“Clean up on aisle blood.”
A glob of spittle leaked from the mouth of the dead boy, and Alexander’s body tensed up with thought. His eyes swiveling around the space toward the other guards, calculations flashing internally. Someone came forward, another soldier, this one wearing a gray jacket with tassels over his breast and golden buttons up his middle, and dragged the corpse off to the side, making sure to fold up his hands. He also moved the eyelids closed.
“Next up! They all come, come one,” the pill holder said.
The next child took one confident step to the guard and grabbed a pill before anyone had a chance to force it into his hands. He was a twelve-year-old named Christopher, and he smiled, the expression reaching all the way up to his bright blue eyes. He popped the capsule into his mouth, straightened his neck to max length, and swallowed. He shook his head back and forth and bounced on his feet with excitement.
After a second, Christopher patted his stomach. “Guess I’m good to go then. Where should I stand?”
The guard twitched hard, the shudder running all the way from his feet inside black pointed shoes to his upper forehead with the thin metallic headband too tight around it. The blue and gray images, visible if you looked closely at his eyes, flashed faster than normal, switching and changing. His hands tightened until his knuckles were white.
“Sir?” Christopher asked.
“Put the alive,” the guard said and pointed to the far-off wall where there was a door currently sealed behind an electronic lock.
Christopher nodded and crossed the room to essentially stand in the corner. He watched what was going on with eager eyes. He smiled again, then forced it away, before it inevitably came back to his sun-kissed features.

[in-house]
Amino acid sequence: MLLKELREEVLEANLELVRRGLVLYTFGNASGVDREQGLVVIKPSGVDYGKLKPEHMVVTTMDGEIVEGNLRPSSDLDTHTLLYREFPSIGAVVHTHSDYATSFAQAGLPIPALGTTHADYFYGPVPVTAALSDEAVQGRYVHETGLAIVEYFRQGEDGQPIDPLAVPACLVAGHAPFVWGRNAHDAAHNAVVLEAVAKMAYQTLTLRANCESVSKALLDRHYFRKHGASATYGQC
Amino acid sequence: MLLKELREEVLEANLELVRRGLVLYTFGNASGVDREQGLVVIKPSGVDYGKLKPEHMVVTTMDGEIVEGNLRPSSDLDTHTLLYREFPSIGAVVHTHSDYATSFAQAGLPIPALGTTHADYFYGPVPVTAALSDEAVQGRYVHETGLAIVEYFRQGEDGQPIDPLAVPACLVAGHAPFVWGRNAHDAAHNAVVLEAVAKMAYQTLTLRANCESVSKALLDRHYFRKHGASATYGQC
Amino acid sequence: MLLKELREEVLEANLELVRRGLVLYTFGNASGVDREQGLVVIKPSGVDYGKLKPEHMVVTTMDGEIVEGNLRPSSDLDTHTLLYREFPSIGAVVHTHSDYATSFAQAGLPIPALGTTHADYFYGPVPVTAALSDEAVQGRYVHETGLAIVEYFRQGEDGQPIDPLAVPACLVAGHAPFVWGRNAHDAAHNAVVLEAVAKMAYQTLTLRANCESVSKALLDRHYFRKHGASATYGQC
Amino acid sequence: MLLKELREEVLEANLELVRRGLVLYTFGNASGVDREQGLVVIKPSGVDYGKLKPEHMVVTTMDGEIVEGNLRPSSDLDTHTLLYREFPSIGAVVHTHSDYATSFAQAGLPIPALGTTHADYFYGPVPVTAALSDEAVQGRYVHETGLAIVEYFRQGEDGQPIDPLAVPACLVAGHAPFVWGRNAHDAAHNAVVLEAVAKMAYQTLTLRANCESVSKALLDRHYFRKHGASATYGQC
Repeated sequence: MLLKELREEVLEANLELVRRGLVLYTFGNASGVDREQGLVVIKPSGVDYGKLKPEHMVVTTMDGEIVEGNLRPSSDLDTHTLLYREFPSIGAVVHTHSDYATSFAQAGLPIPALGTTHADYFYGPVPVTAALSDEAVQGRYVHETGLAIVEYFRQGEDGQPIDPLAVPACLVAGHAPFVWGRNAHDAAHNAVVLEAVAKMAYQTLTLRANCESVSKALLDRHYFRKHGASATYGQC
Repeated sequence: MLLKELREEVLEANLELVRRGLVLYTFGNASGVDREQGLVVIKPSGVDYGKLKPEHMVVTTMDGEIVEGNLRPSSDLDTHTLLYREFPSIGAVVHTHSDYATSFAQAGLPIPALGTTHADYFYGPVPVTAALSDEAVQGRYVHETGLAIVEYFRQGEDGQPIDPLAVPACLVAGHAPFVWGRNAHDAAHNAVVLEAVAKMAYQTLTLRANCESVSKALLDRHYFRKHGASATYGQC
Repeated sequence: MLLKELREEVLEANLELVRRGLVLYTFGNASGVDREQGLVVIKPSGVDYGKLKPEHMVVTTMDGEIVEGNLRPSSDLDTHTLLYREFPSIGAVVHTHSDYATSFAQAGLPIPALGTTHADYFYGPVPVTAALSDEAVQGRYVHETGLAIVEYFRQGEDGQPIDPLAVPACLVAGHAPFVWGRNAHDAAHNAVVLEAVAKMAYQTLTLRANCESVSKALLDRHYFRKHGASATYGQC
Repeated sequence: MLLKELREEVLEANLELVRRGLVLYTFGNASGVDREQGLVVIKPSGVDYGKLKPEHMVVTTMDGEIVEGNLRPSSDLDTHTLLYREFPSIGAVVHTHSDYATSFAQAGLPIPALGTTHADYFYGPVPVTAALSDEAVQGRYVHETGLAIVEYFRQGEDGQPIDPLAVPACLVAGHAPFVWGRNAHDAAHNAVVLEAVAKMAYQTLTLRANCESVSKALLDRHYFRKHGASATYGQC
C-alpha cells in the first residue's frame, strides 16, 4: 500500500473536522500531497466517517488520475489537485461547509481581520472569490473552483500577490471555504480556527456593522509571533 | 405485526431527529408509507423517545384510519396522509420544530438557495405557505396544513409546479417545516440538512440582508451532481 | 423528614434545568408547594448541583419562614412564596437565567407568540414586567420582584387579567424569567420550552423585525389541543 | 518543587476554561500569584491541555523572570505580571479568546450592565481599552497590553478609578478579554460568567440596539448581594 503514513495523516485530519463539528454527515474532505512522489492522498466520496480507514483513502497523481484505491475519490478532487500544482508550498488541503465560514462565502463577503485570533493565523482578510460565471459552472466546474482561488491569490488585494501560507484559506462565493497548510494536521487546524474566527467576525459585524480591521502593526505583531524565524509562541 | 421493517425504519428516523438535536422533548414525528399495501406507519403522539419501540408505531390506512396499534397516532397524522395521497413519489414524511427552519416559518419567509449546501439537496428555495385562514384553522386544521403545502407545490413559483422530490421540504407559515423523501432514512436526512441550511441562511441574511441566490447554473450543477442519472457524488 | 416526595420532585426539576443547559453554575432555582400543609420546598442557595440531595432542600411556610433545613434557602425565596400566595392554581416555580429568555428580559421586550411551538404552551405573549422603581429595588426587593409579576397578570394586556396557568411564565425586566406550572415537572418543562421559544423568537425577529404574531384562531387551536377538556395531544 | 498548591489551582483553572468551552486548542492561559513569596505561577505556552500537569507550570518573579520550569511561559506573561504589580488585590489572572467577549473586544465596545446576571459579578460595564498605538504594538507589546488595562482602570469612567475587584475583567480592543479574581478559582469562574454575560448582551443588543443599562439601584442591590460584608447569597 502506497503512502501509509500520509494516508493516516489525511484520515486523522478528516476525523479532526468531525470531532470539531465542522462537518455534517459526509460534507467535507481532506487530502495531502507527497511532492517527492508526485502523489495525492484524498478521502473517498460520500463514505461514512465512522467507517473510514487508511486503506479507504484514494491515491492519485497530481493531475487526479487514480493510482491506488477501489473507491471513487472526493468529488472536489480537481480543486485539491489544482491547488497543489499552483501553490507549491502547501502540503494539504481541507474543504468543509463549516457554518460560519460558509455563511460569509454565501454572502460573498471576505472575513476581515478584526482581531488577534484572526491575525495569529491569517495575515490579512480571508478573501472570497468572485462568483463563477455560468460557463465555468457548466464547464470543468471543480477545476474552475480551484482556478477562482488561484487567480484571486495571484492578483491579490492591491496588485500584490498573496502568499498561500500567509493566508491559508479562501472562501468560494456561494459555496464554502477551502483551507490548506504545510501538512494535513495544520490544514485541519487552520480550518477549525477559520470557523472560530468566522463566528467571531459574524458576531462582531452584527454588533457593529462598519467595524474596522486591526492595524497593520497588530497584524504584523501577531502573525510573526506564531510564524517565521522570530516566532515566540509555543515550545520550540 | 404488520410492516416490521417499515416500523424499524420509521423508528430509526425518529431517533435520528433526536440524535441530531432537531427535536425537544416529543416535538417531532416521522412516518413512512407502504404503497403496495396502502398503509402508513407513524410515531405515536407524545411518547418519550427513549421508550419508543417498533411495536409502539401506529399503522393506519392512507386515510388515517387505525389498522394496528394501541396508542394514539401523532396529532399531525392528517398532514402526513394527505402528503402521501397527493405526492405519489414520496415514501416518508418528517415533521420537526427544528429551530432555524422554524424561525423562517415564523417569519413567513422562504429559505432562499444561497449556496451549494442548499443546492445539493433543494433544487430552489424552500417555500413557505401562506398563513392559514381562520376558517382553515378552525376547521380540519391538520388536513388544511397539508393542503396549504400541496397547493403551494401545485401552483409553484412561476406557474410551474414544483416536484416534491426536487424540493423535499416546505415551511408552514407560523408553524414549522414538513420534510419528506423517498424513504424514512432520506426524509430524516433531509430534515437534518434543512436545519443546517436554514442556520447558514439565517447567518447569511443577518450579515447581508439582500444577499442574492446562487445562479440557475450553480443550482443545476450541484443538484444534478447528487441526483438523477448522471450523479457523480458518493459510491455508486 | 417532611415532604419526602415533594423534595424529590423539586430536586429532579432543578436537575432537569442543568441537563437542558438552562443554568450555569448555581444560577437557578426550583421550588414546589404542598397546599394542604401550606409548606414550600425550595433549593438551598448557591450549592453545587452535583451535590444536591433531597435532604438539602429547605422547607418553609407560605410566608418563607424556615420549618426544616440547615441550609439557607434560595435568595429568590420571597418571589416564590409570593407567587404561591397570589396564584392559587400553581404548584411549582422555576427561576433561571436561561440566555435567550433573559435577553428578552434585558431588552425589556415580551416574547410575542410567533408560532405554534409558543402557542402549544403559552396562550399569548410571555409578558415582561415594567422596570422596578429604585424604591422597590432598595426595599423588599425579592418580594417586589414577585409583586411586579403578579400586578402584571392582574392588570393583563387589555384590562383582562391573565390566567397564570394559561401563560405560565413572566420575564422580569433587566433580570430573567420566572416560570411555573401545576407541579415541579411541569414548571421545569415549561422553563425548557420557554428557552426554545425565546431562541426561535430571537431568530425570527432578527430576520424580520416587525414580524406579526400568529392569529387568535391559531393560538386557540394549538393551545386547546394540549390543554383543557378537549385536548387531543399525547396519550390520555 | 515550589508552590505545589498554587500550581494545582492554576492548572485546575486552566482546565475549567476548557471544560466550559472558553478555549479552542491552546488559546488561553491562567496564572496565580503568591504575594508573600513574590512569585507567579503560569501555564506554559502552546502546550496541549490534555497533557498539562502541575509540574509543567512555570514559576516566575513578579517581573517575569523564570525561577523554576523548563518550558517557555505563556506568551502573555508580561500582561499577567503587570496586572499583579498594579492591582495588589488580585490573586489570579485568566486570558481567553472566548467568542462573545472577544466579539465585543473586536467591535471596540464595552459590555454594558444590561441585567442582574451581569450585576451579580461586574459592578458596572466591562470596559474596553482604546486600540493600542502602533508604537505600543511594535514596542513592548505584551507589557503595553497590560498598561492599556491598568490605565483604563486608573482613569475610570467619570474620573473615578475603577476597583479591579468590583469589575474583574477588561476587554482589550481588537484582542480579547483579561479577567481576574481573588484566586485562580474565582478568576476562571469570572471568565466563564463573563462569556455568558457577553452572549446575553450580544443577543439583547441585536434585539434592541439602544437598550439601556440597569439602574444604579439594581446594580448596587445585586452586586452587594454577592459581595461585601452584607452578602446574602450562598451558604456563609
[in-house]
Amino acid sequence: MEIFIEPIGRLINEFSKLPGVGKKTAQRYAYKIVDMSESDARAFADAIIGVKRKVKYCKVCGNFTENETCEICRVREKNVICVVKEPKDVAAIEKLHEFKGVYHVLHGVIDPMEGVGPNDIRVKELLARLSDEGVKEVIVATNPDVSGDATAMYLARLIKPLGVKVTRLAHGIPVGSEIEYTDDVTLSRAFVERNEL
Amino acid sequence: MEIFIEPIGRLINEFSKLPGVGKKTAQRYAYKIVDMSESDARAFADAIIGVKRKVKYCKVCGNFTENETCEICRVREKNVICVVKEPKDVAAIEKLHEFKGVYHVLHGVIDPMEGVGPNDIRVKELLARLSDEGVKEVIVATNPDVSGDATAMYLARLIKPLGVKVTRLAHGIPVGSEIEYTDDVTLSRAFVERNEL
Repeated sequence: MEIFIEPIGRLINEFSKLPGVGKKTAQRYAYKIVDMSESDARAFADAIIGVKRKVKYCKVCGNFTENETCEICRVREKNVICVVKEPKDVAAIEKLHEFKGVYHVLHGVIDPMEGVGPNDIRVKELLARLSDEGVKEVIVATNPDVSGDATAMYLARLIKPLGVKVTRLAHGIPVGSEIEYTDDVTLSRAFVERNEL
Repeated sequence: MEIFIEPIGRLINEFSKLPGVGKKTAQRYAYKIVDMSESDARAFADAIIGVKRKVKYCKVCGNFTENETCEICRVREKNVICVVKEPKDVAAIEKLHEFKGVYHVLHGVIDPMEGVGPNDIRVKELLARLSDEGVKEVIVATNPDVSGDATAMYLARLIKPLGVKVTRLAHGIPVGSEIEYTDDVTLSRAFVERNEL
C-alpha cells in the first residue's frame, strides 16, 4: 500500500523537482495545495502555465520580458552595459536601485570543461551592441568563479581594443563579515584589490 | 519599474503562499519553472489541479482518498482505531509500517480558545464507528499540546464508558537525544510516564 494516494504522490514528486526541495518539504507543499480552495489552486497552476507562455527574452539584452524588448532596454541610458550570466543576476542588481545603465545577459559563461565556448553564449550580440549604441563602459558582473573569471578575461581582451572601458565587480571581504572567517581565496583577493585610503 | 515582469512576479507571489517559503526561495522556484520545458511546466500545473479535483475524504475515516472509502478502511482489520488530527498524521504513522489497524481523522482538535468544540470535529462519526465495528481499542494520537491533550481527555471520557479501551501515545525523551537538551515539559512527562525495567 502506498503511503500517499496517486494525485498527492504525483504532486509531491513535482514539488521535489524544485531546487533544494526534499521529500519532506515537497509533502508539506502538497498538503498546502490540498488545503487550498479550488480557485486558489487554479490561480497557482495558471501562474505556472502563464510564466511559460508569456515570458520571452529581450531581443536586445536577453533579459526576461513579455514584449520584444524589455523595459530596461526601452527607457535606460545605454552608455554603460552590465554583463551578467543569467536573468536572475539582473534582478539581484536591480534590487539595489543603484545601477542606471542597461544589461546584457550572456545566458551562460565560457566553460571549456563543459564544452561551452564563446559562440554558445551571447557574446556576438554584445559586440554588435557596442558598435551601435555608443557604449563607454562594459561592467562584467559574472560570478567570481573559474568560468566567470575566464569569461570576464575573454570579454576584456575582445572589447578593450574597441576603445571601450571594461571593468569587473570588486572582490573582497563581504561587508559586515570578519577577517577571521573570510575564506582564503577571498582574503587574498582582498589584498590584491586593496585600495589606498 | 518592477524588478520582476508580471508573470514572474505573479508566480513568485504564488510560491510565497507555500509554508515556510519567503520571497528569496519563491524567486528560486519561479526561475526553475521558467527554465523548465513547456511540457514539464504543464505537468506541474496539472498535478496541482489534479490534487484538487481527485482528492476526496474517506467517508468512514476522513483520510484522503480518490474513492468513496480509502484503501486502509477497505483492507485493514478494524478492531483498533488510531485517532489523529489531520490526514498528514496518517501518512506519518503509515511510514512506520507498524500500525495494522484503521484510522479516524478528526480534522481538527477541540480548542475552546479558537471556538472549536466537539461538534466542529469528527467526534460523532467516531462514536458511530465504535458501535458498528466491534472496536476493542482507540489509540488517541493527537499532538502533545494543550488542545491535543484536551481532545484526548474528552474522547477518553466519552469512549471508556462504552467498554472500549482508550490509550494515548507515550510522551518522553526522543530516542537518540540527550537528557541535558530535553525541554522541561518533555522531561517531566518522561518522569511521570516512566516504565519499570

“Go to the point,” the soldier said, beckoning to the next person with his gun. At random, his trigger finger jolted but didn’t pull off a shot. Two of the other soldiers, both desperately holding hands yet unaware that they were doing so, let out small laughs in tune with each other. One shook his head as if to say, “oh you,” affectionately.
Alexander, now allowed to move, stepped forward and looked at the pill tin. Gazed at the satin inlay surrounding the little white capsules, the more colorful items inside the pills obvious through the semi-translucent surface. Alexander considered it for a second, reached out like he would imitate the last kid, before turning up his middle finger.
“Yeah, no, not happening.”
The soldier grabbed up a pill and shoved it into Alexander’s face, only for his wrist to twist the wrong way under Alexander’s deft hands. The pill tin fell from his other hand and scattered the white allergens across the ground.
Christopher looked at one pill that rolled by him and scooped it up. He dropped to his knees and went for the next closest, drawing them up against his chest.
“You’re going to die for that, you idiot,” he muttered to himself.
And while Christopher cleaned, Alexander further yanked the soldier’s hand the wrong way and turned him around before kicking at the back of the knee.
“I’m going timber to the tree,” the soldier declared and fell, catching himself with his hands. He rose faster than expected but found his pistol stolen, aimed at his face, and then found himself without a face at all.
The shot scattered the kids like spooked wild animals. The other soldiers shook for a second in confusion and waved their pistol barrels around in search of a target. Any target. One kid fell with his spine severed via bullet, and another hit the wall with an injured leg.